British credit card issuers typically charge a fee equivalent to 1% to 3% of your transaction, so carefully review your card’s fine print to avoid statement surprises. Some cards designed for travel come with no foreign transaction fees, so this could be a good time to switch.
If a retailer offers to bill your credit card in sterling, dynamic currency conversion comes into play. While this might sound like a good deal, you’ll actually end up getting a worse exchange rate, and you might also end up paying currency conversion fees. Whenever you’re presented with an option, always choose to pay in the local currency.
Cash advance fees
Using your credit card to withdraw money from an ATM may not make sense unless it’s a bona fide emergency. Each time you withdraw funds from an ATM, you are likely to pay a cash advance fee. Your APR for cash advances is normally higher than your purchase APR. Typically, you will get no grace period and you will start paying interest immediately. Again, some cards designed for overseas spending will waive this fee.
The table below serves as an example of how much extra you may pay to use your credit card in Greece.
Additionally you can get an idea of costs by using these online currency conversion tools from Mastercard and Visa.
What is a cash advance fee?
A cash advance fee is calculated (and charged) when you withdraw cash from your credit card. It’s usually the greater of a flat fee or a percentage of the transaction. For example, “2.5% of the transaction, minimum £3.00”.
How to prepare before travelling to Greece
Go with Visa or Mastercard. Carry at least two cards on your trip to Greece, preferably connected with Visa or Mastercard. If you just take an American Express card, you won’t get to use it in many places.
Keep your bank informed. Banks, in their efforts to thwart fraudulent transactions, block credit cards if they detect suspicious activity such as unexpected overseas transactions. To make sure this does not happen to your card, let your bank know about your travel plans before you leave the UK.
Keep the emergency number handy. Know which numbers you’ll need to call if you end up losing your card or if you need an emergency replacement.
Know where you’ll get cash from. Consider using your debit card to withdraw cash from ATMs. If you need to exchange money, stick to banks or official money-exchange offices because possessing counterfeit money in Greece is a serious crime. Try to avoid exchanging money at airports and popular tourist destinations because of typically poor exchange rates.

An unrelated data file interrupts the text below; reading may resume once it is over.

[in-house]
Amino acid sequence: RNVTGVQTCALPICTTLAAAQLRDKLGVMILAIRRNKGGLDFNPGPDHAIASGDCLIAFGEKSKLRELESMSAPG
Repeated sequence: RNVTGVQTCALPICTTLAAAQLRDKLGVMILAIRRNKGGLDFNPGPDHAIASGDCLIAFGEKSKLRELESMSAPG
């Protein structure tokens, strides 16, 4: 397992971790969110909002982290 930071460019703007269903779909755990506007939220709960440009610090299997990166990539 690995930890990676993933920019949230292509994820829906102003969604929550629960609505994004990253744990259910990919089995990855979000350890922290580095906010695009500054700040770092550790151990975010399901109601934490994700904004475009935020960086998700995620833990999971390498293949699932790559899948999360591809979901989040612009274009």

Ask yourself these simple questions before you leave so your spending in Greece does not hit any roadblocks.
Which cards will I take? Visa and Mastercard are the favourites. If you are planning a trip, check out cards which give you complimentary airport lounge access. If you are planning well in advance, consider earning air miles for your trip with a frequent flyer credit card.
Have I let my bank know? If you don’t inform your bank about your travel plans, you may end up with a temporarily suspended card.
What fees do I need to pay? If your existing cards come with foreign transaction fees, look for one that does not. Paying in Sterling outside of the UK might come with currency conversion fees.
How will I get cash? Using your debit card at an ATM is the simplest way to access your own money. You can carry cash with you. Exchanging Sterling to Euros is easy and you’ll get several options.
When you’re in Greece, you don’t have to worry about where and when you can use your credit card. Just keep some cash handy to pay for small purchases.
We use banks to take care of all our other financial needs, so surely we should use them when sending an international money transfer, right? Not necessarily. While major UK banks offer money transfer services, they typically present less competitive exchange rates coupled with high transfer fees. Learn how to send money to Greece the smart way.
Visa and Mastercard are almost on a par. American Express follows at a distant third.
There are no currency restrictions, although you’ll need to declare if you’re bringing in more than €10,000 or its equivalent in another currency.
Chris Lilly is a publisher at finder.com. He's a specialist in credit-based products including business and personal loans, mortgages and credit cards, and is passionate about helping UK consumers make informed decisions about their borrowing. In his spare time Chris likes forcing his kids to exercise more.